Name that holiday: It’s celebrated by millions of people around the globe across five different religions and commemorates nothing less than the triumph of good over evil. Give up? It is Diwali, and it is divine in both senses of the word—an occasion that is lovely and also honors the gods.
Diwali is an ancient Hindu holiday that draws on concurrent rivers of meaning. According to one account, the word is a contraction of Deepavali, which means “row of lamps” in Sanskrit. Another story contends that the word Diwali comes from Deepa Oli in the Tamil language and means brightness of lights. Like other holidays around the globe during this dark time of year, Diwali commemorates the end of the harvest, the return to light, and hope for a prosperous year ahead. Think Hannukah, Rosh Hashanah, Thanksgiving, the winter solstice and Christmas all rolled into one fabulous, profound celebration.
On October 30, the large Indian community in Woodbury will enjoy a dazzling extravaganza of food, music and prayer. Residents Srilekha and her husband Senthil organize a vibrant party for about 150 friends, relatives and coworkers.
Srilekha and her family moved to Minnesota in 2012. Their son, Sanjay, age 4, attends a local preschool program and their 7-year-old daughter, Akshara, is a second grader at Woodbury Elementary School. The 3M corporation is a major employer for Indians; Senthil is an employee of Accenture and works from his client 3M’s site. “[We] like almost everything about Woodbury,” Srilkeha says. “It has the essence of a typical U.S. lifestyle yet offers a peaceful life. The people are very helpful and great. We have a lot of Indian communities here and it makes us feel at home.”
For Srilekha and her family, Diwali is a full day, starting with sunrise and lasting late into the night. During Diwali, the family gets up early for an oil bath known as Ganga snanam. It’s a symbolic representation of taking a dip in the holy Ganges River in India. “It is believed that all our sins and impurities are washed away with this Ganga snanam,” she says. “The killing of evil calls for celebration and is followed by purification.” Next, the family performs a pooja (ritual ceremony and prayer) to Lakshmi, the goddess of prosperity and good fortune. In preparation, everyone cleans the house like crazy and wears beautiful new clothes. The elders make sweets for the pooja with plenty left over to savor among fellow celebrants. “We fire up a lot of sparklers during the day, and in the evening we light mud lamps at home,” Srilekha says. “Lighting lamps represents dispelling of ignorance and removing veils that cloud beliefs.”
It is a delightful time—music, games, new clothes, decorations, and oh yes, the food, the food, the food! The abundance of things to eat signifies the year’s richness to come and, fittingly, the holiday is especially heavy on the sugar. Confections like gulab jamun (deep-fried treats made of milk, ghee—clarified butter—sugar and cardamom) and ladoo (sweetened balls of chickpea, semolina and coconut) are wildly popular. Vegetarian dishes such as chole (spicy chickpea curry), samosas (a finger-food stuffed with raisins, cashews, potatoes and peas) and complicated biryanis (rice pilafs) are full of heady spices like chili, ginger and cilantro.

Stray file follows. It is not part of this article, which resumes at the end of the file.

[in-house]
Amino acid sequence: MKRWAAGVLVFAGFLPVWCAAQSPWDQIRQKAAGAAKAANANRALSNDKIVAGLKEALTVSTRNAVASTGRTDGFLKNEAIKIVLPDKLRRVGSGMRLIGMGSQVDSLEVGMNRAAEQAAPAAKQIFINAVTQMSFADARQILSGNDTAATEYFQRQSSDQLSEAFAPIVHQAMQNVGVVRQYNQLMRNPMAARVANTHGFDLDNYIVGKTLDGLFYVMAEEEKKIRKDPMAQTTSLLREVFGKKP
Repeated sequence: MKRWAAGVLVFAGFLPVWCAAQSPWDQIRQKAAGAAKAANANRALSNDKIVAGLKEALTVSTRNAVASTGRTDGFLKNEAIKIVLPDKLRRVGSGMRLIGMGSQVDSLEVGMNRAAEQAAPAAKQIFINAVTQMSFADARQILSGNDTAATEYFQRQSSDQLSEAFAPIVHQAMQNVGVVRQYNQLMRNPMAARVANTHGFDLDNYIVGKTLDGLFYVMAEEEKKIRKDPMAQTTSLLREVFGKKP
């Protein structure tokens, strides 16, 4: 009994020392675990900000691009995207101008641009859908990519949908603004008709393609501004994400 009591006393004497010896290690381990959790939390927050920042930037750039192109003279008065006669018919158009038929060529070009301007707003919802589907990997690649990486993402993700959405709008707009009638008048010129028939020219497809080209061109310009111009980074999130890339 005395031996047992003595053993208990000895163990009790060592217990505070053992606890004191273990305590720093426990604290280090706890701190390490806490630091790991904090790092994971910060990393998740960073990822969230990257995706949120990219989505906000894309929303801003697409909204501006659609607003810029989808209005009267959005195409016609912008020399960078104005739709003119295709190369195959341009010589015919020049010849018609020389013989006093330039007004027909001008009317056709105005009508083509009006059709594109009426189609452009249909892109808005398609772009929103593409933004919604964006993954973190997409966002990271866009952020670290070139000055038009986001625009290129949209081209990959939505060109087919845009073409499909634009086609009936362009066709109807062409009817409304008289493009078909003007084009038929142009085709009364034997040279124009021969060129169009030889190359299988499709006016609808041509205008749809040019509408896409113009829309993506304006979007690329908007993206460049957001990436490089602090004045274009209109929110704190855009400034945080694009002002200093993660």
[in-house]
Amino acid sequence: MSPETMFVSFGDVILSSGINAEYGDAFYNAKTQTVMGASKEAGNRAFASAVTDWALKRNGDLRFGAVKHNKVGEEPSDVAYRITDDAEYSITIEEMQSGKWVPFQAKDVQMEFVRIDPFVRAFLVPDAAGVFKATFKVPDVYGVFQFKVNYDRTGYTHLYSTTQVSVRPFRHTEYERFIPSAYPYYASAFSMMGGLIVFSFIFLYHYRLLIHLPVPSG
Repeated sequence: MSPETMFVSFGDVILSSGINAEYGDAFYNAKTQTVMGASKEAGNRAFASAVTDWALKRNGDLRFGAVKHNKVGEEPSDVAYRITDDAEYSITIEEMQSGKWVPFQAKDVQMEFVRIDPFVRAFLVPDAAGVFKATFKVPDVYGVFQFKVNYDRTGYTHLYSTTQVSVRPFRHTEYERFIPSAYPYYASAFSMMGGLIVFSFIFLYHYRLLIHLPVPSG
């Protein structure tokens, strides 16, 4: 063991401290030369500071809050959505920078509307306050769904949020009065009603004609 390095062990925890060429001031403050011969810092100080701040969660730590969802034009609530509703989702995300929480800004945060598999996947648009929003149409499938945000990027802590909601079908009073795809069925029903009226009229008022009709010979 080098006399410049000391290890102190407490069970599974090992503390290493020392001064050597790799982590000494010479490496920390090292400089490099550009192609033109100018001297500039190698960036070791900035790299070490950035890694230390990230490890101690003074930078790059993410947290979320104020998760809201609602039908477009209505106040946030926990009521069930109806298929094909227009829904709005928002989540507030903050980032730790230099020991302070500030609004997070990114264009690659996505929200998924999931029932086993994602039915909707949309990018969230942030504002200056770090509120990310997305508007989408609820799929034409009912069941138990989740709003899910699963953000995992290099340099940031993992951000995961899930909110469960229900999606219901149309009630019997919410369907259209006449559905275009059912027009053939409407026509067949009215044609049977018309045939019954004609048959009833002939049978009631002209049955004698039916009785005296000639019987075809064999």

“We buy the ingredients in Indian grocery stores,” Srilekha says. “We are happy that we get all the ingredients in the Twin Cities, and the Spice Bazaar in Woodbury offers a good supply of them.”
The holiday is richly textured with mythology. Not only does each day of the five-day observance have special significance in Indian lore; various areas of the country embrace different meanings. The North Indian business community starts their financial new year on Diwali. For them, Diwali celebrates the return from war of the exiled Lord Rama after he vanquished the demon king Ravana. According to legend, people lit oil lamps to guide the royal family’s path home and so it is celebrated on the darkest night of the month, that of the new moon.
In Southern India, Diwali marks the conquering of the evil king Asura Naraka, who imprisoned thousands of inhabitants. In gratitude, Southern Indians festoon their houses with kolam, patterns made with kavi (red oxide). The pooja room brims with betel leaves, betel nuts, plaintain fruit, flowers, sandalwod paste, kumkum, gingelly oil and scented turmeric powder.
Northern and Southern Indians in Woodbury celebrate Diwali together despite the regional distinctions. Woodbury’s Diwali festival happens on whatever weekend is closest to the holiday, since it is not yet recognized as an official holiday in the United States. In India, new film releases entertain the hordes returning from morning services at the temple. Srilekha’s most cherished childhood memories include “bursting crackers” in the early morning streets and watching special TV shows before exchanging sweets and snacks with the neighbors.
Diwali in America is rich with nostalgia and memories for the transplanted Indian community. It’s also an opportunity to teach others about Indian culture and to pass cherished traditions on to young American-born Indians. About 2 million people celebrate the holiday in the USA and the numbers are steadily growing. In 2009, President Obama was the first to attend Diwali festivities at the White House.
Though the Woodbury Diwali party is not officially open to the public, its hosts are very welcoming to non-Hindu friends. Take the opportunity to share some wonderful food and bid farewell to darkness. It’s going to be a rich, sweet year.